Avon Aqueduct

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Avon Aqueduct
Avon Aqueduct - geograph.org.uk - 1691980.jpg
Coordinates55°57′51″N 3°39′22″W / 55.964167°N 3.656111°W / 55.964167; -3.656111Coordinates: 55°57′51″N 3°39′22″W / 55.964167°N 3.656111°W / 55.964167; -3.656111
CarriesUnion Canal
CrossesRiver Avon
Total length810 feet (250 m)
Height86 feet (26 m)
Longest span50 feet (15 m)
No. of spansTwelve
DesignerHugh Baird

The Avon Aqueduct is a navigable aqueduct that carries the Union Canal over the River Avon, near Linlithgow, Scotland.


A boat on the aqueduct

The aqueduct was built to a design by Hugh Baird, with advice from Thomas Telford, in tandem with the aqueducts at Slateford and Lin's Mill, with which it shares its design.[1][2] Telford was not convinced that the stone arches were necessary in conjunction with the iron trough, but Baird used both on all three major aqueducts.[1] Construction was carried out by Messrs. Craven, Whitaker and Nowell between 1819 and 1821, their success in building a stone bridge over the River Ouse making their tender for the contract "by far the most eligible".[3]

The aqueduct straddles the border between the West Lothian and Falkirk Council areas, so has two Historic Environment Scotland listings.[4][5][6] The aqueduct is a category A listed building.[5][6]


The view from the towpath

The Barton Aqueduct of 1761, and subsequent canal aqueducts in the United Kingdom, used large quantities of masonry and puddling to obtain watertightness.[3] After the success of The Iron Bridge in 1789, however, cast iron was used by Telford on aqueducts such as Chirk and Pontcysyllte.[3] Aqueducts built in the early part of the 19th century use either puddle clay or an iron trough in no particular pattern.[7] The Avon Aqueduct uses an iron trough to achieve watertightness, as well as containing the outward pressure of the water, allowing it to be of more slender construction than a purely stone aqueduct such as the Kelvin Aqueduct.[2]

It is just over 810 feet (250 m) long including the tapered part of the canal at each end, and 86 feet (26 m) high above the surface of the river.[2] The aqueduct is carried on twelve segmental arches, each of 50 feet (15 m) span.[2] The piers, which are slightly tapered, spring into the arches at a height of 50 feet (15 m) above the river level, and the tops of the arches are 50 feet (15 m) above that point.[2] The piers are hollow, and access to the inside of the structure underneath the trough is gained by a small door 3 feet (0.91 m) high by 2 feet 6 inches (0.76 m) wide.[2] The structure is 23 feet 8 inches (7.21 m) wide at the top, and the canal is 13 feet (4.0 m) wide and around 6 feet (1.8 m) deep due to silting.[2] There are stone towpaths 4 feet (1.2 m) wide along each side.[2]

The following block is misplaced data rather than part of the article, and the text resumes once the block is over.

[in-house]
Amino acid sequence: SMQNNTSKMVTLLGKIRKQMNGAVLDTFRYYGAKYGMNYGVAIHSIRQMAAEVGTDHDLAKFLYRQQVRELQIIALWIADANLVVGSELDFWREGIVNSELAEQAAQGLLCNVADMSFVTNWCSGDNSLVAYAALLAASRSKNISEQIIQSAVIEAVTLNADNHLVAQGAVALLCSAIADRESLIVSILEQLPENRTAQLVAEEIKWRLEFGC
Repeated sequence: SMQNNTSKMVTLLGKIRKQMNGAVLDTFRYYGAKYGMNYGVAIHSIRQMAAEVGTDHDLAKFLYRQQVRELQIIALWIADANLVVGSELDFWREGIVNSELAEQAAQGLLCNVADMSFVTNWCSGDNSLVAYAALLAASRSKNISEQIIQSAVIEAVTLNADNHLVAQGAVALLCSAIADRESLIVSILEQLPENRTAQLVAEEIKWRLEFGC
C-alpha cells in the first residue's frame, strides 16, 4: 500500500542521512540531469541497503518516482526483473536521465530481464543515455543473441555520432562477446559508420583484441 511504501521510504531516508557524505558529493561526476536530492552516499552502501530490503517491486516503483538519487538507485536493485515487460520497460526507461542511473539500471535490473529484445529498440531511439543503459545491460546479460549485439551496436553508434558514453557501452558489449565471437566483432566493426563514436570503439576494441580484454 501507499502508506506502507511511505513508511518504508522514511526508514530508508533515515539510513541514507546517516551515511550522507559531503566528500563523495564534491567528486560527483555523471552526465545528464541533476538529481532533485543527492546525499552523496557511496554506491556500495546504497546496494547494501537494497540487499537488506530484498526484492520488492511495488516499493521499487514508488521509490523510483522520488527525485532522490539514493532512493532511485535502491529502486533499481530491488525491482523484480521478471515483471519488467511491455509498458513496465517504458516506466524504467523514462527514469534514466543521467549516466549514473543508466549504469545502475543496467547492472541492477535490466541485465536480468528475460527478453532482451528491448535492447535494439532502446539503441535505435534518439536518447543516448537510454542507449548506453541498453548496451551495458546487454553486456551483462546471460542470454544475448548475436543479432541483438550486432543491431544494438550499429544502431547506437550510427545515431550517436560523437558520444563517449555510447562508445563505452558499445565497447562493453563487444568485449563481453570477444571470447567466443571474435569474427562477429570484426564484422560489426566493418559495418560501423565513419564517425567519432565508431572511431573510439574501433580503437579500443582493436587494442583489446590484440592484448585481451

It is the longest and tallest aqueduct in Scotland, and the second longest in Britain, after the Pontcysyllte Aqueduct in Wales.[2]

The river passes under the aqueduct at the eastern end, where the aqueduct has a slight curve.[8] It can be viewed from Muiravonside Country Park.

See also[edit]


  1. ^ a b "Avon Aqueduct, Edinburgh & Glasgow Union Canal". engineering-timelines.com. Archived from the original on 22 December 2014. Retrieved 25 September 2014.
  2. ^ a b c d e f g h i "Union Canal, Avon Aqueduct". rcahms.gov.uk. Retrieved 25 September 2014.
  3. ^ a b c Fleming, George (2000). The Millennium Link: The Rehabilitation of the Forth & Clyde and Union Canals. Thomas Telford. pp. 23–26. ISBN 978-0-7277-2945-3.
  4. ^ "Avon Aqueduct". scottish-places.info. Retrieved 25 September 2014.
  5. ^ a b Historic Environment Scotland. "Avon Aqueduct, Edinburgh and Glasgow Union Canal Aqueduct (Category A Listed Building) (LB7468)". Retrieved 28 March 2019.
  6. ^ a b Historic Environment Scotland. "Avon Aqueduct (Category A Listed Building) (LB15321)". Retrieved 28 March 2019.
  7. ^ Cossons, Neil; Trinder, Barrie Stuart (2002). The Iron Bridge: symbol of the Industrial Revolution. Phillimore. p. 72. ISBN 978-1-86077-230-6.
  8. ^ Google (25 September 2014). "Avon Aqueduct" (Map). Google Maps. Google. Retrieved 25 September 2014.

External links[edit]